Contractor Racks Up Over $1M in Penalties Since Fatal Trench Collapse

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Updated Apr 22, 2022
excavator digging trench
Arrow Plumbing of Missouri was recently cited again by OSHA for trench violations.
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A Missouri plumbing contractor with a history of trench violations, including a fatal trench collapse in 2016, has been cited a third time for workers in an unprotected excavation, according to the U.S. Occupational Safety and Health Administration.

This time Blue Springs-based Arrow Plumbing, owned by Rick Smith, faces proposed penalties of $796,817. When including previous incidents, the company has racked up $1,321,407 in proposed OSHA penalties since 2018.

The previous penalties were for $299,590 in February 2021 for workers in an unprotected trench, and $225,000 in 2018 after a cave-in in 2016 killed a worker. OSHA says only $45,000 of that penalty has been paid. The company is contesting the $299,690 proposed penalty from February 2021.

The company also agreed in 2018 to hire a safety consultant to design and implement a trench safety program following the fatality, but a safety consultant was not hired until February  1, 2021, three years after the company promised to do so, according to OSHA. 

Then on October 14, 2021, OSHA says its inspectors found two Arrow workers in an unprotected trench installing water lines at a residential construction site. That incident has resulted in the most recent penalties, issued April 5.

“Arrow Plumbing and Rick Smith’s extensive history of OSHA inspections and their agreement with OSHA appear to have had little impact on their daily operations and their promise to implement OSHA and industry-recommended safety precautions. All of this, despite knowing firsthand how deadly a trench collapse can be,” says Steven J. Kaplan, OSHA acting regional administrator.

The most recent citations

On April 5, OSHA cited Arrow Plumbing for violations after two workers were in a 7-foot-deep trench in Grain Valley, Missouri. The trench was 13 feet long and 9 feet wide.

Proposed OSHA penalties are as follows:

(Serious violations are those when the workplace hazard could cause an accident that would most likely cause death or harm, unless the employer did not know or could not have known of the violation. Willful violations are ones in which the employer either knowingly failed to comply or acted with plain indifference to employee safety.)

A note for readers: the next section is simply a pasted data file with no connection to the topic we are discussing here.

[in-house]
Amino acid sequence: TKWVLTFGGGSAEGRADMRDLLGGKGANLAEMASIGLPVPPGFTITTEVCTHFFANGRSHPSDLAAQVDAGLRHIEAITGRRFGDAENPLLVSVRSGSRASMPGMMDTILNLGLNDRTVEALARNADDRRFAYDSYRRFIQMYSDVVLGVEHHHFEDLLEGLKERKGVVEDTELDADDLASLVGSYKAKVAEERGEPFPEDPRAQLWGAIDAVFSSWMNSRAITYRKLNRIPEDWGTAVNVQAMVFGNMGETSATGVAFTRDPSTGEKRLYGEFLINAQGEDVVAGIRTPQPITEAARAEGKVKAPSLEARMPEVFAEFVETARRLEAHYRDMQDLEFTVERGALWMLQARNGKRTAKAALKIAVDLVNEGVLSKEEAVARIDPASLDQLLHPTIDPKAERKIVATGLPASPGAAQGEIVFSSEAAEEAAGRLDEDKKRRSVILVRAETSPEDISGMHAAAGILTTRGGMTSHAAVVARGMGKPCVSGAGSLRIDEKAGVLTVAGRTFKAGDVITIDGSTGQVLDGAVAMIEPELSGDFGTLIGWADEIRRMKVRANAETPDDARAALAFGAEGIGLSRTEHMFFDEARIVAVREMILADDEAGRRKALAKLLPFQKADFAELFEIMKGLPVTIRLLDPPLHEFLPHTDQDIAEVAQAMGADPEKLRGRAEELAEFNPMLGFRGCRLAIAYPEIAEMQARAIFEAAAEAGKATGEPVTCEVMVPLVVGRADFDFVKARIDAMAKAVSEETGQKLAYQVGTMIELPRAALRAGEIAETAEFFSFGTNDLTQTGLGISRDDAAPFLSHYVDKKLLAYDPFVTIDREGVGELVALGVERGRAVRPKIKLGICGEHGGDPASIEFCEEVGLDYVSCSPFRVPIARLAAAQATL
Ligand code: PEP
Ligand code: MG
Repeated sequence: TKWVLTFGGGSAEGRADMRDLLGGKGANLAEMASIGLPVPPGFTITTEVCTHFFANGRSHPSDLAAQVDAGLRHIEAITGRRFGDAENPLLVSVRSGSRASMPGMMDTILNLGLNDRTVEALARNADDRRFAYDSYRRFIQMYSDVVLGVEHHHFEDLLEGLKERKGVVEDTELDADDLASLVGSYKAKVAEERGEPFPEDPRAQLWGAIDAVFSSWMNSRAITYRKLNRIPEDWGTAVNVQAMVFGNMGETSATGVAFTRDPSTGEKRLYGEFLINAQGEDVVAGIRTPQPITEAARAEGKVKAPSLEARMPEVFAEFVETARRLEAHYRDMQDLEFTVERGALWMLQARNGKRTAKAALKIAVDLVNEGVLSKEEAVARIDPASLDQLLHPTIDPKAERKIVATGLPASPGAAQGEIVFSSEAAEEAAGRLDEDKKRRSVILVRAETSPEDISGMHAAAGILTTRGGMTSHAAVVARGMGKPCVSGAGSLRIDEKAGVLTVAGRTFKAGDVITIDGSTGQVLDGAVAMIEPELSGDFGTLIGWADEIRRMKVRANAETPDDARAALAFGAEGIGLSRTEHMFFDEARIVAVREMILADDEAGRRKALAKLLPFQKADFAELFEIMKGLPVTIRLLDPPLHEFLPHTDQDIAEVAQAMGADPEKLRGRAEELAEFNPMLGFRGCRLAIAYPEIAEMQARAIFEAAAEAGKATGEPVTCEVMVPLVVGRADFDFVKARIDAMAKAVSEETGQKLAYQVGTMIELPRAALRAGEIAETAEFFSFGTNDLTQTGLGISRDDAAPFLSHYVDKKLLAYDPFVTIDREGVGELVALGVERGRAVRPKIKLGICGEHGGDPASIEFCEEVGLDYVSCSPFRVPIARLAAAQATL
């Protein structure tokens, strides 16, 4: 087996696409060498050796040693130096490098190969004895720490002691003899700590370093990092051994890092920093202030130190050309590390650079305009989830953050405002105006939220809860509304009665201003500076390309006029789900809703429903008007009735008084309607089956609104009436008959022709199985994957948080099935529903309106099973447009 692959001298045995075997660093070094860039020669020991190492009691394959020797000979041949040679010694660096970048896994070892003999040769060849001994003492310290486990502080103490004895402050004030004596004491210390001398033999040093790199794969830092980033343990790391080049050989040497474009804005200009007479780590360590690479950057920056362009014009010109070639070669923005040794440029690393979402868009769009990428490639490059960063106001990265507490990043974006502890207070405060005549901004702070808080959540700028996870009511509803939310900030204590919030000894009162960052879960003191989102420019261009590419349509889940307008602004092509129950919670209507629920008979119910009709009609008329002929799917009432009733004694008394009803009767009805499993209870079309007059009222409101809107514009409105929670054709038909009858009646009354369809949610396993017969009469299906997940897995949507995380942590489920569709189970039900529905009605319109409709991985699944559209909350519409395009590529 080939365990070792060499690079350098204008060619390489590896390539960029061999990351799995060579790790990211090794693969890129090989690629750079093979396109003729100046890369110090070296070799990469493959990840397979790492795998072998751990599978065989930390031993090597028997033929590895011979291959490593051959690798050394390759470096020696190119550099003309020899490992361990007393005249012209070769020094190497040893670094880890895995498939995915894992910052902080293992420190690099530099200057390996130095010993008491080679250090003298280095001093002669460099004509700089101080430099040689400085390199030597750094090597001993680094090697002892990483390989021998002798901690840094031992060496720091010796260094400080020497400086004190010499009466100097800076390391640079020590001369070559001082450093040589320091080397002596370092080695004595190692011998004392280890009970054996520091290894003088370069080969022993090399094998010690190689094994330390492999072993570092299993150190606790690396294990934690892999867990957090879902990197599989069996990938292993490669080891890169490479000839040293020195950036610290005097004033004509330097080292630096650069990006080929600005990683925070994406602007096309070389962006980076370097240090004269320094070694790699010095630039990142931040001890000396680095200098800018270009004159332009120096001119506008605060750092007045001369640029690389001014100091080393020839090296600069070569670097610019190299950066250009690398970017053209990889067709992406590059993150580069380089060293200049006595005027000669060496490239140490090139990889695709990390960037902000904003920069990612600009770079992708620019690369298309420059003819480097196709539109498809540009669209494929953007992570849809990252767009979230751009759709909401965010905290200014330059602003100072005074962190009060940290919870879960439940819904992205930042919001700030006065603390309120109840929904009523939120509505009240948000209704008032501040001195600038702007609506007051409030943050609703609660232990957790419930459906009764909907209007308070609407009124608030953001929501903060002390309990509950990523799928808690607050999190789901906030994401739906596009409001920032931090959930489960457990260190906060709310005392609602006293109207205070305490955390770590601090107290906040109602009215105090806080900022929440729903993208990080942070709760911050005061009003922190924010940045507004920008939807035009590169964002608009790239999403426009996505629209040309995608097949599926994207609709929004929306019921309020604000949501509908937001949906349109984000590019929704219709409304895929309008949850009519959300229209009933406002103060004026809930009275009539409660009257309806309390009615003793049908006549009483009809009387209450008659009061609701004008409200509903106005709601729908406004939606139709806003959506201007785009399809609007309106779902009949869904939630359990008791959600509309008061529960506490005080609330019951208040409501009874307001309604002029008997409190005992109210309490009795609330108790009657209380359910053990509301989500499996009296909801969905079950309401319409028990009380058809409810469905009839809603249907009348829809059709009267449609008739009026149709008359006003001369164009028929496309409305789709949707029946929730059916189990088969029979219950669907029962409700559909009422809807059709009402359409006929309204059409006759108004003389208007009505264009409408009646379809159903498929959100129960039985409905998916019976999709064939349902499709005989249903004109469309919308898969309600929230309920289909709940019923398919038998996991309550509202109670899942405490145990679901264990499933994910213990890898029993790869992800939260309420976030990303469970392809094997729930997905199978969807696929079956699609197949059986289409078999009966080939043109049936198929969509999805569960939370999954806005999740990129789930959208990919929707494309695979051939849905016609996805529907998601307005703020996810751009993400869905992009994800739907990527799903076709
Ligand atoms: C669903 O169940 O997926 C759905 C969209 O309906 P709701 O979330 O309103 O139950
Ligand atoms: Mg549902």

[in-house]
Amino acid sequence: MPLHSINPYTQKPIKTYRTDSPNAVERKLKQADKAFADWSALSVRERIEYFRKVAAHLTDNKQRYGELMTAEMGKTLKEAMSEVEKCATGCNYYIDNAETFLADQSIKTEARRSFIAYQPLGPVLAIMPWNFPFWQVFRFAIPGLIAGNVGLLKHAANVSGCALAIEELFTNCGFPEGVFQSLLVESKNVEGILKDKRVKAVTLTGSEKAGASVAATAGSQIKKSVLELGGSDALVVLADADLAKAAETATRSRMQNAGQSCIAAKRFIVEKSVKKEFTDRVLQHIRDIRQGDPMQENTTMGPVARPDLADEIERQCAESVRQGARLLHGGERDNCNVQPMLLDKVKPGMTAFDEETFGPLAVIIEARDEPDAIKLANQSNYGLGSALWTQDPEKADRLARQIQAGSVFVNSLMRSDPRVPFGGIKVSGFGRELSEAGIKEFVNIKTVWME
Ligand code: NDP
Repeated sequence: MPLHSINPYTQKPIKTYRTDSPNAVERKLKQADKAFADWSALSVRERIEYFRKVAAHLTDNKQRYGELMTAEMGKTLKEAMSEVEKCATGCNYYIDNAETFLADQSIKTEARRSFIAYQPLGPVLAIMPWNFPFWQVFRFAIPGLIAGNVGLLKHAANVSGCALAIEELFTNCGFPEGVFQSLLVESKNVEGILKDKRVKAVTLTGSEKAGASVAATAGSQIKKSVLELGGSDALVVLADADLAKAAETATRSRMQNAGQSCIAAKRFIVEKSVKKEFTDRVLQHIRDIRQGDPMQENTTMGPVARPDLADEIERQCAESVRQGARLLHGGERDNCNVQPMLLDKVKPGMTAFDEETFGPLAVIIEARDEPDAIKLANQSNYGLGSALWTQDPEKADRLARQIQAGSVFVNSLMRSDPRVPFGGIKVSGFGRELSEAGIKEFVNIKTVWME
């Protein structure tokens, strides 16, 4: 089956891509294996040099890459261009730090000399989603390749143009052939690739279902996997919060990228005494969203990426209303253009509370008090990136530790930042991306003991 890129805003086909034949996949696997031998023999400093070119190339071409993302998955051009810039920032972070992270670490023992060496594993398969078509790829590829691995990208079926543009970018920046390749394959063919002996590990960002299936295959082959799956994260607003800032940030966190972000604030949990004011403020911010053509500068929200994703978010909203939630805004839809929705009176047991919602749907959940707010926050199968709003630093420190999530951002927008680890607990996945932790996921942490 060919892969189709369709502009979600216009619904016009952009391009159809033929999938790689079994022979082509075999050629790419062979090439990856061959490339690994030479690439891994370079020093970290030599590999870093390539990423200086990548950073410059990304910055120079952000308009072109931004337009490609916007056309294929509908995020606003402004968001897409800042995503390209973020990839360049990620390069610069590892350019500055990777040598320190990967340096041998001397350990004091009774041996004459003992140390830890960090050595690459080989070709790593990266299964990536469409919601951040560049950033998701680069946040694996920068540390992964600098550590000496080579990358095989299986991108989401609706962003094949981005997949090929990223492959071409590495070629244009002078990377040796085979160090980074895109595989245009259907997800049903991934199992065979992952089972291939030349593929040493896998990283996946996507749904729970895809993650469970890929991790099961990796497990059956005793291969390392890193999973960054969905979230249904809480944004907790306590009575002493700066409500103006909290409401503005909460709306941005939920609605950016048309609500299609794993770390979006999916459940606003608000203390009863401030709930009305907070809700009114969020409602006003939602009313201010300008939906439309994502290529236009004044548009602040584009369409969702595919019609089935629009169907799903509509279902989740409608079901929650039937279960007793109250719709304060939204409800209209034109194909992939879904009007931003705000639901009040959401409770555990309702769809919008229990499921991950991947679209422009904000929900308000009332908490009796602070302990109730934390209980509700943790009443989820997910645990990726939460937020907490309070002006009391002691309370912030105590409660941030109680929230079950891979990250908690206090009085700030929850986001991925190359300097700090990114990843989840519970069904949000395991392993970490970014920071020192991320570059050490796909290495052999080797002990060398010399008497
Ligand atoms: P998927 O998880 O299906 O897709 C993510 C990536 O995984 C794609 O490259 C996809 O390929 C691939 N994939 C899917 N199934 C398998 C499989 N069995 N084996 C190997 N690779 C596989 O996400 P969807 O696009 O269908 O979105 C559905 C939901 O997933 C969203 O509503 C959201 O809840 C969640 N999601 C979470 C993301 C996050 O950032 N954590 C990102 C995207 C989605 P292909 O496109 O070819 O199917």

• Citations for each of the two employees who were in the trench without cave-in prevention. Willful serious: $290,054.
  • An employee was working in and around the trench and had not been instructed on unsafe conditions. The company had been required to implement a safety program back in 2018. Repeat serious penalty: $145,027.
  • A dirt spoil pile was within 2 feet of the trench’s edge. Willful: $145,027.
  • Water had accumulated in the trench, compromising its walls. Willful: $145,027.
  • The ladder workers used to get in and out of the trench did not extend at least 3 feet above the top of the trench. Serious: $14,502.
  • Workers were not provided a safe way to enter and exit the trench. Serious: $14,502.
  • A worker was repeatedly allowed to walk beneath the excavator arm as it lowered a trench box into the trench. Serious: $14,502.
  • An undercut light pole at the edge of the trench had not been removed or supported. Serious: $14,502.
  • Employees not wearing hardhats in the trench while being exposed to struck-by hazards from a spoil pile too close to the trench and an undercut utility light pole on the trench edge. Serious: $13,674.

Previous violations

On August 20, workers were in a 9-foot 3-inch-deep trench at a residential construction site in Grain Valley that did not have a trench box or other cave-in protection, and a spoil pile was found within 2 feet of the trench’s edge, OSHA alleges. Both were repeat offenses from the 2016 incident, according to OSHA.

The trench also had active, unsupported and unprotected gas and electric lines across it, which exposed workers to electrical and asphyxiation hazards, and on August 20 and 21, workers were in the trench without hardhats while exposed to struck-by hazards from tools, materials and spoil piles, the citation says.

The company faces proposed penalties of $299,590. It has contested these penalties.

Fatal collapse

Donald “DJ” Meyer, 33, was installing a residential sewer line in December 2016 for Arrow while working in an 8-foot-deep trench near Kansas City, Missouri. The trench walls caved in, and he was buried alive.

Arrow Plumbing was cited by OSHA for failing to provide adequate cave-in protection, among other violations, and was ordered to pay a negotiated civil penalty of $225,000 and hire a safety consultant to design and implement a trench safety program.

The company agreed to pay the $225,000 via five payments of $45,000 over four years. To date, Arrow has only made one payment, OSHA says.

OSHA says Arrow didn’t hire a safety consultant until February 1, 2021.

“Even though Arrow Plumbing and owner Rick Smith agreed to implement a comprehensive trench safety program after a previous fatal trench collapse, employees were again found to be working in an unprotected trench,” says OSHA Area Director Karena Lorek in Kansas City. “This conduct is unacceptable, and OSHA will do everything possible to hold Mr. Smith accountable for failing to protect his workers.”